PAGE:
I Have No Mouth and I Must Scream

Review by Orb

I Left My Heart ... in the Stomach of a Jackal

I had heard that this was a very dark game. An apt description, in keeping with the fact that Harlan Ellison, the author whose 1966 Hugo award–winning short story the game is based on, is a very dark writer. Over the years, I have always found Ellison's essays regarding the foibles of society and men a little hair-raising—a perfect example of this is one treatise published in Heavy Metal magazine in 1980, sneeringly calling the readers "heavy metal babies" and stating society, not Chapman, killed John Lennon. This story is really in keeping with that thread of societal distaste that weaves its way through much of what Ellison has produced as a writer, and the game pays homage to this.

A much-ballyhooed title when released, the game itself is darker than Darkseed II, which it most closely resembles, having been published by the same company. It is a good, old-fashioned, solid, third-person title. It was pleasant change for me, as I have been wallowing in first person for far too many months with no respite. (Okay, I'll admit this is my own fault, being naturally drawn to it.)

This was obviously not a cutting-edge game for its time, but what was and is cutting-edge about it is the skilled way in which it uses the story of science fiction icon Ellison, never compromising in bringing forth his view of the twists of an aberrant world. "Humanity can be a sad and pathetic thing" seems to be Ellison's message.

The story is of the last five human beings left on earth, the rest destroyed by an insane, omnipotent computer named AM. The five humans, Garrister, Ellen, Ben, Nimdok, and Ted, have been trapped by the computer for over a hundred years, endlessly tortured. Each of the five characters has a horrible secret in a dark past. The game is episodic, allowing the player to choose which of the five story paths he/she wishes to travel in whatever order he or she likes. Throughout each episode, as the game progresses and goals are accomplished, the history of the character is uncovered and brought to light, and one begins to understand what brought each to this final destination. Ellison wanted a game "that you cannot possibly win," and this direction was certainly followed. The characters cannot win but instead must lose in the most ethical manner possible.

The graphics are properly dark—the player is treated to twisted trees and a gloomy Egyptian burial tomb, a dark abandoned spaceship, a concentration camp, and a dark castle. The game's design is similar to most third-person games from this period, reminiscent of the old LucasArts SCUMM interface, with commands to choose from to interact with the interface and an easily accessible inventory where items can be highlighted and then used with a click of a command verb.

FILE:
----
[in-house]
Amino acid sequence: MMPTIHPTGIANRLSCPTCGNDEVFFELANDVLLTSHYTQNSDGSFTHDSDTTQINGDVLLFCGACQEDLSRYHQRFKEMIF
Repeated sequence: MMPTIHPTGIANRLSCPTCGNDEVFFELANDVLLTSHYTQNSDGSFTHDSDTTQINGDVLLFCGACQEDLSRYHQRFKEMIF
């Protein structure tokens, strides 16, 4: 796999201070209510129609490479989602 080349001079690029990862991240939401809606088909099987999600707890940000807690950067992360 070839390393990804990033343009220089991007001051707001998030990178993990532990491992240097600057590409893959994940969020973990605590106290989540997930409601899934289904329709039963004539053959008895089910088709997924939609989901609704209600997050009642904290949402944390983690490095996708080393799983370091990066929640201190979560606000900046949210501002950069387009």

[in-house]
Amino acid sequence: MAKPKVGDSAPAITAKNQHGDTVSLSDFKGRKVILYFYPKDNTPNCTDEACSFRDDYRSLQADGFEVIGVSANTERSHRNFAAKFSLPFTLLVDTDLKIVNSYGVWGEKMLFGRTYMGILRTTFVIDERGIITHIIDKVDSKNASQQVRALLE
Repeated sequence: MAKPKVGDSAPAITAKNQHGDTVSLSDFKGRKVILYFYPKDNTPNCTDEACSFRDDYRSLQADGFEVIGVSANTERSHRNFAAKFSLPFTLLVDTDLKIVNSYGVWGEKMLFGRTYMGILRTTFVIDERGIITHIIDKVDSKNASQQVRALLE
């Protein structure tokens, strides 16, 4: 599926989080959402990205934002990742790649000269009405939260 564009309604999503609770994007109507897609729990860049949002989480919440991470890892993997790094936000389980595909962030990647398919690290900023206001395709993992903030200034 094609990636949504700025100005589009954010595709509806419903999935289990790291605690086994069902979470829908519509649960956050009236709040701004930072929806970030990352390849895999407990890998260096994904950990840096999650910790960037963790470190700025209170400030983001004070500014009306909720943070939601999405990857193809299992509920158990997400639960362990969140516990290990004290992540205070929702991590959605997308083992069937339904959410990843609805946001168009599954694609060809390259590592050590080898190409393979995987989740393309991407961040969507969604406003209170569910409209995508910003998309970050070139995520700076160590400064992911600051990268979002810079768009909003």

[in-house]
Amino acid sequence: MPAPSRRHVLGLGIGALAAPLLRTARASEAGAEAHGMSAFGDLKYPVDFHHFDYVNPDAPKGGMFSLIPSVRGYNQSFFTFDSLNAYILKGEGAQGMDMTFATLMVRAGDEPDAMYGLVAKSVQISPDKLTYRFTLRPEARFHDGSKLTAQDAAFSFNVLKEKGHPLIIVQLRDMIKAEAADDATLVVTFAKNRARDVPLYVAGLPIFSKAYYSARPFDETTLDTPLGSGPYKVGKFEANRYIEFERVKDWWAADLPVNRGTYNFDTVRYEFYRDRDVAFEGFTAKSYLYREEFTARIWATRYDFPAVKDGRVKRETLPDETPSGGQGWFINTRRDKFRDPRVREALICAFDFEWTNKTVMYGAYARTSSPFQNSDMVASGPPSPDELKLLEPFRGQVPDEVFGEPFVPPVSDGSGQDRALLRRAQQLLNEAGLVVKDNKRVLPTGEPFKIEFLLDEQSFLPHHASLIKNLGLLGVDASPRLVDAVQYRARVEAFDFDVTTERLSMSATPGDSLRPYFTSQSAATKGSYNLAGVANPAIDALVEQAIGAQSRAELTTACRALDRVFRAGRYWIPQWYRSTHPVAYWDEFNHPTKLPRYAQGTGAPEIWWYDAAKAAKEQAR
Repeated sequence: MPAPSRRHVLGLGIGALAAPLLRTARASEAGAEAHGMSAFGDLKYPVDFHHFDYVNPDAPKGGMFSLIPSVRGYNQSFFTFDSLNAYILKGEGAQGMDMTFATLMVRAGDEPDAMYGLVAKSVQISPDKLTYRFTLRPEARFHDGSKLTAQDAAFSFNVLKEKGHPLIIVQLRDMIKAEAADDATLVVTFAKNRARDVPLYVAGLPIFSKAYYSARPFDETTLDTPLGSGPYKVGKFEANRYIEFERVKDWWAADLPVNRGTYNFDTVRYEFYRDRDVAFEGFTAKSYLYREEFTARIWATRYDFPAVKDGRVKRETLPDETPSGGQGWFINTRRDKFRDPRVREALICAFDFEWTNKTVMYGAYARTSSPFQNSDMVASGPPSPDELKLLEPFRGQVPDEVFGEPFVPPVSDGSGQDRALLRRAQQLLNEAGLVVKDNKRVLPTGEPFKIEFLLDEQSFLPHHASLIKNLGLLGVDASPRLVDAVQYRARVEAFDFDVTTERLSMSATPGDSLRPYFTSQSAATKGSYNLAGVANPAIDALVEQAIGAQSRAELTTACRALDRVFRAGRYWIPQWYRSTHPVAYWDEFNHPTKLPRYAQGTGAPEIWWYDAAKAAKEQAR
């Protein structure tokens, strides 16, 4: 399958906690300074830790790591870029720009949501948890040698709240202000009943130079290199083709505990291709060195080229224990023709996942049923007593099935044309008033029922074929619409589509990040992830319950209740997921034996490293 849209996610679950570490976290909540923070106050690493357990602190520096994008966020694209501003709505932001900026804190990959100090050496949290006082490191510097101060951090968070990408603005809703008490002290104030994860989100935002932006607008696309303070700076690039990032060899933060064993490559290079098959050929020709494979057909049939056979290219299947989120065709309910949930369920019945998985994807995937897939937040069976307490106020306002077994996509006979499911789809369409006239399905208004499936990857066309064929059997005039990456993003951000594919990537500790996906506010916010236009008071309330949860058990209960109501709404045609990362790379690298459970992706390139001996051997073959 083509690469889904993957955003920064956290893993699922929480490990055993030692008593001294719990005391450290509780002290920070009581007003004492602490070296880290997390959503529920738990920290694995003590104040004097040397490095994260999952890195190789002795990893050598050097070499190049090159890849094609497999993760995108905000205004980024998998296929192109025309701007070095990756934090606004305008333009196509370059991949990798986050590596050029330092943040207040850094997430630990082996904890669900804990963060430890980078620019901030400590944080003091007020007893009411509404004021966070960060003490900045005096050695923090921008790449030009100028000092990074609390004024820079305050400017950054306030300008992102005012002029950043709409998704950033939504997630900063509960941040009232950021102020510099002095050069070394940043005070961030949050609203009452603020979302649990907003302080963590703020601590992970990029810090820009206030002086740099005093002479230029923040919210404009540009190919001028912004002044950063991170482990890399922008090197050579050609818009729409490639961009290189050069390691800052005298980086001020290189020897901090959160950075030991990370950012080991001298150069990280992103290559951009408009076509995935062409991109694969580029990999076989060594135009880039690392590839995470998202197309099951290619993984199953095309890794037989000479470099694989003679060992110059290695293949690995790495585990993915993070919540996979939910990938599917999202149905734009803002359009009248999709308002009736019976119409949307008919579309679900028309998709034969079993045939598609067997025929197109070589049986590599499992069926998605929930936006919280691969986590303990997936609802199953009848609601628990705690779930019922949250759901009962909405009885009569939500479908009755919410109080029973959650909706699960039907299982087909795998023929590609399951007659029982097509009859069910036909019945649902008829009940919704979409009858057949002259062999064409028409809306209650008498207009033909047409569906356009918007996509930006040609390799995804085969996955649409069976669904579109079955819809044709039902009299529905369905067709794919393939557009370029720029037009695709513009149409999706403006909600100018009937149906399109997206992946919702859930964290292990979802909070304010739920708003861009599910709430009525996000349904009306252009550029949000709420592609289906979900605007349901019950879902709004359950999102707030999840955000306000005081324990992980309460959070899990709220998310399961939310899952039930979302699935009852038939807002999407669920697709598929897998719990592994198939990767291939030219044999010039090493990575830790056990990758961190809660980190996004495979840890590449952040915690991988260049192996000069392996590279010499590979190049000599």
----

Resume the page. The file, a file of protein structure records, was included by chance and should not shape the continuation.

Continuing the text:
The puzzles are inventory-based and quite fun (if you could call anything in this sick game fun; I almost hesitate to use the word). The problem with the puzzles is there is an incredible amount of pixel-hunting, which must be done correctly or each story grinds to a halt. This is not something Ellison obviously wrote into his story, but he probably would be perfectly happy with it, allowing for the torture of the player along with the five characters. There are also some that are pretty illogical, not something I mind as a player, but I know this is a concern of some. The game also will maddingly dead-end if a wrong, less "ethical" path is taken. This might have seemed clever at the time, but it causes the player to have to retrace steps, including relistening to conversations, which I dislike.

The endgame sequence is extremely thorough, which makes for a satisfying wrap-up to the gameplay. It can be finished with one or all five characters. The sequence itself, however, consists of an unbelievably obtuse and metaphorical ending, very allegorical psychobabble, and is nearly as dense and incomprehensible as the subject from which it is taken. Quite simply, like all psychobabble, it is rife with things contrary and confusing ... which I did not care for.

There are unnerving background noises. The music is General MIDI but well-written, and it serves the purpose of forwarding the ominous atmosphere. Some of the concentration camp theme was recently reused and adapted by its author to score the recent film "Apt Pupil," also about an ex-Nazi. Ellison thoughtfully plays the computer AM himself, spitting vitriol at the whole human race with vigor (actually it's hammy and over the top, but he sounds like he's having fun, and after all it is his party).

This is not a happy place. It does not have a happy ending. This is the sort of game it is good to play to scare oneself, in the same way one would watch a scary movie. It would also appeal to Harlan Ellison fans, as it does well in retaining his gloomy vision of society. The pixel-hunting will scare off a newbie for good. The End

The Verdict

The Lowdown

Developer: The Dreamer's Guild
Publisher: Cyberdreams
Release Date: December 1995

Available for: Macintosh Windows

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System Requirements

PC:
486/33
8 MB RAM
2X CD-ROM Drive
SVGA video
15 MB free hard drive space
DOS

Mac:
System 7.1
8 MB RAM
2X CD-ROM Drive
15 MB free hard drive space

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